Results: Suicidality was the most commonly assessed subtype of aggression (20 studies). For suicidality, about half the studies, including the study with the largest sample size, found a link with total cholesterol. An association between low total cholesterol and violence towards others was found in six of nine studies that investigated this. The evidence for a link with violence was the strongest for total cholesterol, followed by low-density lipoprotein cholesterol and high-density lipoprotein cholesterol, and the weakest for triglycerides. Only a few studies investigated sex differences and yielded mixed evidence. Studies focussed on self-harm as well as involving females in forensic settings were lacking.

Conclusion: There is encouraging evidence of an association between low total cholesterol and aggression towards others as well as suicidality in schizophrenia. Future studies should systematically explore this association in people with schizophrenia who have a significant history of violence, suicidality and self-harm, both inpatients and community, and also investigate underlying mechanisms.

Keywords: Cholesterol, aggression, suicide, schizophrenia, sex

There were three main findings in relation to the primary objectives of this systematic review.

First, there were many more studies which reported on a link between low cholesterol and violence to others than those which did not find a link. All researchers investigating forensic samples found such a relationship. However, the relationship was not only with low TC but also with other parameters of the lipid profile, such as low LDL and low HDL. It is thus important not just to collect data on TC, but LDL and HDL as well. The evidence was weaker for the link between TG and violence, with only two studies finding a link, but one with high TG, the other with low TG. It is to be noted that the study with the largest sample size failed to find a link (Hjell et al., 2020). However, one of the issues in this study was the relatively low rate of baseline violence in the study population, thus offering some indication that the link is likely to be more valid in groups where there is a greater prevalence of violence (i.e. forensic populations).

The biological mechanism behind cholesterol–violence association has been hypothesised to involve serotonin. Animal studies have found an increase in violent behaviour in monkeys assigned to a low-cholesterol diet (Kaplan et al., 19911994). Kaplan et al. (1991) suggested that low cholesterol may reduce cell viscosity and reduce serotonergic receptor activity. This may lead to a depressive state (Marcinko et al., 2005), increased impulsivity (Carver and Miller, 2006Paaver et al., 2007) and aggressive behaviour (Chakrabarti et al., 2004). This finding was observed in Kaplan et al. (1994), where monkeys with experimentally lowered cholesterol had higher concentrations of serotonin metabolites than monkeys given high-cholesterol diets. However, the exact biological mechanism underlying cholesterol–violence (towards self/others) association in humans is still unclear.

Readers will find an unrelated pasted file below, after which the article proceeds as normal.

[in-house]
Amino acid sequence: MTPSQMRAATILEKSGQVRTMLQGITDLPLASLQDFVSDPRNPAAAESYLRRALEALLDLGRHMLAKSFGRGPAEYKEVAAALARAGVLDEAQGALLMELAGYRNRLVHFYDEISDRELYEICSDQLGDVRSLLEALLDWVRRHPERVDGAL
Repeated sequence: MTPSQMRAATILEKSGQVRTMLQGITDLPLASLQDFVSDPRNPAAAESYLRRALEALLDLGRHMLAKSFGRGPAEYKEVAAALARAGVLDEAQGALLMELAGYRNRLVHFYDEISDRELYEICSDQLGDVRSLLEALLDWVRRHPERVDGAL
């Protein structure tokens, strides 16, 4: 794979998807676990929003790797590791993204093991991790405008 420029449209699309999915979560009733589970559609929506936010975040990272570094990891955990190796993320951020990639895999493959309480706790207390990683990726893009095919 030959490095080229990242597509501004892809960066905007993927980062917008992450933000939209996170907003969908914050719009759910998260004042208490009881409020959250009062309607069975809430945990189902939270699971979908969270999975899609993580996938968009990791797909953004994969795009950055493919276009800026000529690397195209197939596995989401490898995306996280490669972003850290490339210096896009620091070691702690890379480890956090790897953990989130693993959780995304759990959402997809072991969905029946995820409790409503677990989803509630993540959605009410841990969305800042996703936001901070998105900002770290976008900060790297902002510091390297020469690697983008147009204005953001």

Second, there was mixed evidence for a link between low cholesterol and suicidality in schizophrenia, with almost equal number of studies in favour and against such a link. The majority of studies used suicide as the method of assessing aggression. Eight studies found a statistically significant association between low cholesterol and suicide attempts, two of which only found this association in females (Misiak et al., 2015Shrivastava et al., 2017). Seven studies failed to find a link. However, the study with the largest sample size (Sankaranarayan et al., 2020) did find a link, thus suggesting that methodological flaws, particularly low power, might have contributed to the variation in findings.

The evidence for a specific relationship between lipid profile and violent suicidal attempts was even more mixed. Ruljancic et al. (2007) found a significant association between low cholesterol and non-violent suicide attempts, in contrast to two other studies (Marcinko et al., 2005Tripodianakis et al., 2002), reporting an association between low cholesterol and violent suicide attempts. While the two studies showing a positive association had smaller sample sizes, such findings are supported by other literature (Garland et al., 2000Vevera et al., 2003). A meta-analysis found 50% more violent deaths in males with relatively low cholesterol than in participants with higher levels of cholesterol (Jacobs et al., 1992). This meta-analysis also found a higher prevalence of depressive symptoms in males with low serum cholesterol.

An association between low cholesterol and depression has frequently been observed (Grussu et al., 2007Ploeckinger et al., 1996Troisi et al., 2002). It is plausible that the causal pathway from low cholesterol to suicidality in schizophrenia patients involves depression. Kunugi et al. (1997) did not find a significant difference in cholesterol level between suicidal and non-suicidal inpatients with schizophrenia spectrum disorders. However, significantly lower cholesterol levels were found in suicide attempters with mood disorders compared with controls. Similarly, Modai et al. (1994) found a significant association between lower cholesterol and suicidality in patients with depression, but not in schizophrenia patients. Around 40% of people with schizophrenia have depression, with depression being the most significant factor in completed suicide (Upthegrove et al., 2016). People with schizophrenia and comorbid depression also have a significantly increased risk of violence and suicidality (Conley et al., 2007) and poorer clinical outcomes (Gardsjord et al., 2016Upthegrove et al., 2009). The studies included in this systematic review did not control for depressive symptoms in schizophrenia patients. Although findings of low cholesterol and depression are inconsistent, with a number of researchers not finding a significant association (Cepeda et al., 2020Van Dam et al., 1999), it is plausible that suicidality seen in schizophrenia patients with low cholesterol may be a consequence of depressive symptoms.